The gun safe industry misleads consumers with deceptive ratings and bogus certifications
In this video, learn about gun safes, the gun safe industry, ratings and UL certifications. Gun safes are marketed and sold on security perceptions, not on hard facts and actual certifications. We try to present accurate and informative material to allow you to make an educated decision based on facts and not on preconception and emotion.
Breaking down UL Gun Safe Certifications
The first thing I want you to look at is UL-listing. Most gun safes are built to UL – RSC Certification. Manufacturers use UL listings as a selling point, but what does the”RSC” rating actually mean? UL-listed RSC also called “8M10” stands for “Residential Security Container”. This does not sound very secure and for good reason. These are not Gun Safes. This rating was created for a family of products that do not meet the minimum standards for a UL Certified Safe. The RSC Standard was designed for inexpensive steel cabinets. The RSC certification requires that they block access for five minutes using a pry bar less than 18 inches long and a hammer weighing less than three pounds. That’s it. This is a 1950’s threat level. Modern thieves are going to come in with high-powered battery operated tools and cut into an RSC certified gun cabinet in less than 5 minutes. In the Video below I just about cut the whole side off of an RSC safe in less than 15 minutes using a $9 tool for Harbor freight.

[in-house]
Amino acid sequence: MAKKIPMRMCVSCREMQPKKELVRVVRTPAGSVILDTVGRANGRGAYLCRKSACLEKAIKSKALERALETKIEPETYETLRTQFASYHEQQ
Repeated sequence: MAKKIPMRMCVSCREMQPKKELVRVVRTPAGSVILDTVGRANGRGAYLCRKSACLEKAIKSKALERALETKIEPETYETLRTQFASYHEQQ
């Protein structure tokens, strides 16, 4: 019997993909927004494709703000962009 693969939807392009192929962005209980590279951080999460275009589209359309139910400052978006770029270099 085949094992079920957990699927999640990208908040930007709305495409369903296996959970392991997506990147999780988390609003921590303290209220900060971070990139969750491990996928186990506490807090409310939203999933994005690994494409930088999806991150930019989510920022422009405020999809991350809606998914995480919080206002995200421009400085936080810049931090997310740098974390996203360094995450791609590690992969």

Here is a great post on thehighroad.org: The difference between “Safes” and “RSC’s”
These residential security containers are being sold as safes. They make them big and heavy and spend a lot of time talking about the doors and the locking systems. This is to give you a perceived level of security. Thieves, however, ignore the doors and locks and simply cut a big hole in the side. The hard truth about “gun safes” with the RSC certification is that they offer no better security than a basic gun cabinet and you are paying for a lot of useless weight and marketing.
Fire rated gun safes
Are they really fireproof?
Looking at the stickers on two safes, one says 45-minute fire rating and one says 60 minutes fire certified. What does that actually mean? The answer is somewhat vague and unknown. These types of fire ratings are created by the gun safe manufacturers with no oversight. Each manufacturer has their own system. In the case of the Chinese safe, this is just a sticker and there is no testing done it all. UL Laboratories certifies safes with three standard class ratings. UL Class 350-1, UL Class 350-2 and UL Class 350-3. If your safe does not have a UL class 350 certification then it is not fireproof. I encourage you to do your own research. There have been several articles written on the subject. The data suggests that whether guns survive a fire in a safe, gun cabinet or wooden box has more to do with how the fire burns than the actual rating of the container that they’re stored in. RSC containers are being sold and advertised as fire-rated gun safes but per UL standards they’re not safes at all. They do not meet the minimum standard to be called a safe and the fire ratings are not independently verified. You’re buying a big, big heavy cabinet with a perception of security.